I don’t know about you, but I love working puzzles. Any kind will do: logic, Sudoku, crosswords, codes, jigsaws, just about any kind of puzzle put before me. I keep a book of puzzles in the bathroom to accompany a leisurely bath. You will always find a book of a variety of puzzles in my car’s glove compartment, ready to entertain me at any given moment. I even keep a small Sudoku in my pocketbook for entertainment in doctor’s offices, waiting to be seen, or after getting shots. Puzzles relax me and keep my mind busy from thinking about less pleasant things.

I have always loved puzzles. When I was a child, I was inquisitive about how things worked. I was infamous for taking things apart to see what made them “tic” and putting them back together again. I remember taking the television apart while my parents were away, just to see all the parts and how they worked. I knew it was not something that would please my parents, but I was bored and, oh so, inquisitive, that I had it apart in short order, and, yes, I did unplug it before dissecting it. I was careful with the picture tube, understanding it’s potential danger. The danger I forgot was that of my parents coming home to find their television apart. Televisions were nothing like what we see today, there were tubes for everything. It was quite fascinating. So much so, I forgot about the time. Looking at the clock, I realized I had little time before my parents’ expected return. I needed to quickly restore the television. Hurriedly, I replaced the parts to their original positions, completing the task just in time for their entrance into the house. Not having an opportunity to turn the television on, to check and see if I had completed my puzzle correctly, I was very anxious, to say the least. Later, when my dad turned the television on, I was relieved to hear the sound, and see the picture. Now I could breathe a sigh of relief and proudly indulge in a little satisfaction that I had accomplished my task… the puzzle was solved.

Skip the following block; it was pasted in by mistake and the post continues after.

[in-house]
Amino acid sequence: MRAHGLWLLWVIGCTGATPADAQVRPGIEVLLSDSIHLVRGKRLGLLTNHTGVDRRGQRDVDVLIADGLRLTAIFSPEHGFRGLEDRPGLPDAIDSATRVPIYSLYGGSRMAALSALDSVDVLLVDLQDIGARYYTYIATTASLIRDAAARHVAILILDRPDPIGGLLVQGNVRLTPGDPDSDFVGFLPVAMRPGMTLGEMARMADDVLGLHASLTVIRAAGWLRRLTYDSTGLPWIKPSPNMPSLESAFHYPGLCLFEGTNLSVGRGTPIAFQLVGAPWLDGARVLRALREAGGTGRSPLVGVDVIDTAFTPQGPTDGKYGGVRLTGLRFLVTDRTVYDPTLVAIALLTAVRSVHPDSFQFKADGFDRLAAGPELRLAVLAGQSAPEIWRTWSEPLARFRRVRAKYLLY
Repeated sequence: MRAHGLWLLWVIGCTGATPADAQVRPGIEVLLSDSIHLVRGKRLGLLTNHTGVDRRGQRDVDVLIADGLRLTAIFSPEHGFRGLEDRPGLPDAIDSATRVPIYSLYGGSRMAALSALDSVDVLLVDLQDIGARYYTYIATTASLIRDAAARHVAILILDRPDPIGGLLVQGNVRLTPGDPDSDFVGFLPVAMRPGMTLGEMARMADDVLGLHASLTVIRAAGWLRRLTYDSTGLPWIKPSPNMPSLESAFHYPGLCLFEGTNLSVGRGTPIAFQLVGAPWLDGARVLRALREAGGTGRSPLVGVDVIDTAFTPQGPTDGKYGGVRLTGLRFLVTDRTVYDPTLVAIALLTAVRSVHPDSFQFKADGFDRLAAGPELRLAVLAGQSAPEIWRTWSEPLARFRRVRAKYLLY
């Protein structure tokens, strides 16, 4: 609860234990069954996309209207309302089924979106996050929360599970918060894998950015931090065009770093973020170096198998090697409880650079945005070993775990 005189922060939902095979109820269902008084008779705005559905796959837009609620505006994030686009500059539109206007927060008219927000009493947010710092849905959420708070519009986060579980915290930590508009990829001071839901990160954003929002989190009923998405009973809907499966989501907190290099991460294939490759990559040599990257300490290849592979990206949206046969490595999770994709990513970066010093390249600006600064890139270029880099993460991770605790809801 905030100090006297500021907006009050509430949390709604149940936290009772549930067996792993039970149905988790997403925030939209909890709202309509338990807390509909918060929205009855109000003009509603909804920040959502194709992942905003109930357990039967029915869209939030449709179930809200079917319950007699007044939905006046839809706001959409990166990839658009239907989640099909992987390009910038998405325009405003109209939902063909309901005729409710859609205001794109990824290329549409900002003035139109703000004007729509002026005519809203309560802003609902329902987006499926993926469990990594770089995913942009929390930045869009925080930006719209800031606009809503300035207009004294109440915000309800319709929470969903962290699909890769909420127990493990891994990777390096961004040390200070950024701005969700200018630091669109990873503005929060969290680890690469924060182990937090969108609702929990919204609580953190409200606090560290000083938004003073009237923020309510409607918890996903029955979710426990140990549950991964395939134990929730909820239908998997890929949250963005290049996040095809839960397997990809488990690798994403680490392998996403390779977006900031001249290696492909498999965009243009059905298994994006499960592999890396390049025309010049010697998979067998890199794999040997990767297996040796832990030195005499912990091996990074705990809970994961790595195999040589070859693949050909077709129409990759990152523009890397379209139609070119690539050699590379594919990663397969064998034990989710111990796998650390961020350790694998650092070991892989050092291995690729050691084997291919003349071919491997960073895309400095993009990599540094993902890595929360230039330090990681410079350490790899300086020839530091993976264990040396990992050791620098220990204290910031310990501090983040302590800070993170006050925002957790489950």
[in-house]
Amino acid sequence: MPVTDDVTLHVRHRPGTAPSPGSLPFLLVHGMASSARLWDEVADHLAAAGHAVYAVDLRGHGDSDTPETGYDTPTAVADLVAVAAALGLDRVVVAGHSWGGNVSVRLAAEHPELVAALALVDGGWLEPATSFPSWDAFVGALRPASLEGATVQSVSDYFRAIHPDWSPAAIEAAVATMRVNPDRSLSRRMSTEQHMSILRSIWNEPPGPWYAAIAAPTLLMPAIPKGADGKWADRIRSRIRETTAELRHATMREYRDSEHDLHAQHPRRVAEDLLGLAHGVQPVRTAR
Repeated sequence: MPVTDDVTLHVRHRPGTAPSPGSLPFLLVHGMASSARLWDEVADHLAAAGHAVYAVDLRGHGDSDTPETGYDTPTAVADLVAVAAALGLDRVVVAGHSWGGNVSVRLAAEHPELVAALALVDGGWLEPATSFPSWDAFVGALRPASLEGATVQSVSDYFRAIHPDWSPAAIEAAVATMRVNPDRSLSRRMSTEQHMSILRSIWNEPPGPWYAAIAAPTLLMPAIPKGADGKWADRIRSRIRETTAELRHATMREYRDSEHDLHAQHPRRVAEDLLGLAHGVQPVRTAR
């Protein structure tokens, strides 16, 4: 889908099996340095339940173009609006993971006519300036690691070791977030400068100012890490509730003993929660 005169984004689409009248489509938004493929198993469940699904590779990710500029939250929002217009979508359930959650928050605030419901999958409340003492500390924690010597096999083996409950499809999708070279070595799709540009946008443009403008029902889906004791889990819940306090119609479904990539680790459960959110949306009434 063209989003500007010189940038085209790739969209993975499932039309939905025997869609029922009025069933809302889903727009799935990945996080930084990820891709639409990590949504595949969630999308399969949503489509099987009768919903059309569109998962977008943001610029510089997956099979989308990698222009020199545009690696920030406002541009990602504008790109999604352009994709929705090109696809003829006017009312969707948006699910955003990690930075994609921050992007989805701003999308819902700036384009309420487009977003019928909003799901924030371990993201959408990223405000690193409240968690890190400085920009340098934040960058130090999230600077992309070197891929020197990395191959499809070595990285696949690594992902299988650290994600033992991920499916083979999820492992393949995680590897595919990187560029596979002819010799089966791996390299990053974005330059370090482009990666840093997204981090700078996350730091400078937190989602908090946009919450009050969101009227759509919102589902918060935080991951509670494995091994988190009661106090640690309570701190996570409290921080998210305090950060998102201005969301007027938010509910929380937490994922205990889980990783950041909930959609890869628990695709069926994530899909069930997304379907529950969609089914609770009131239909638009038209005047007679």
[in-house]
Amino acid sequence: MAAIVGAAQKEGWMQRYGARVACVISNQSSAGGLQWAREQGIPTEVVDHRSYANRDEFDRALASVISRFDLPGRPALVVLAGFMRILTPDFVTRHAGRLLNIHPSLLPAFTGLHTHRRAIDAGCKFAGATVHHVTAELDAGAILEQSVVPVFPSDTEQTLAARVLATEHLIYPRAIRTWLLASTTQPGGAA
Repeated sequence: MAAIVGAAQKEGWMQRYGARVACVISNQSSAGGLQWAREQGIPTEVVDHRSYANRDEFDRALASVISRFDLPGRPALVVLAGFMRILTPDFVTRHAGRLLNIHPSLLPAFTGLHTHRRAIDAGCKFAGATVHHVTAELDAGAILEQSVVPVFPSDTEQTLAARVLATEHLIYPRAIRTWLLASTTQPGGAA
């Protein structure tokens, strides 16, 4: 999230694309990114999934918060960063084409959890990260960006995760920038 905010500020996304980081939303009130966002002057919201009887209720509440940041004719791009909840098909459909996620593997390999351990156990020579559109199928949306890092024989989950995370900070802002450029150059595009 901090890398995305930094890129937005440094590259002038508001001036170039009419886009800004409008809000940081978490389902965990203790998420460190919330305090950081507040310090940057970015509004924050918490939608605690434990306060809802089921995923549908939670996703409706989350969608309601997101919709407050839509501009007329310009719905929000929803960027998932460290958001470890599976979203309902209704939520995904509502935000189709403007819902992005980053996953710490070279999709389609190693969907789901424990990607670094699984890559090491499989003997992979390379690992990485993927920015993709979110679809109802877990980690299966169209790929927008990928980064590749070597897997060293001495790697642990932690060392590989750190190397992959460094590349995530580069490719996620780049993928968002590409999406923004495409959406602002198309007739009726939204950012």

The television was not all I tinkered with. I challenged myself to take apart, and put back together, many things… radios, clocks, watches, toasters, stoves, refrigerators… if it did something I wanted to know how and why. Later, I would use that same curiosity to do home plumbing, and various mechanical repairs in the house. I had to do a lot of “self-talk” to stay away from some of my children’s toys. A few were intriguing, but I left them for my children’s curiosity (what kind of mother would take apart their child’s toy?). When the computer came along, it was just one more big puzzle. I needed to know what made it “tic.” That need lead to a class in programing and, was that ever a puzzle challenge. Programing the computer to do my bidding was interesting and satisfying, but not something I wanted to do often. No, once the puzzle was solved and I understood the technology, my preference was for programs written by programmers with far greater skills and patience than mine. The computer does continue to challenge me with unsolved puzzles, even as I write this article. For some reason, my spell check is not working. Being spelling challenged, it is a puzzle I must solve before the paper goes to press!

Source: K. P. Guessen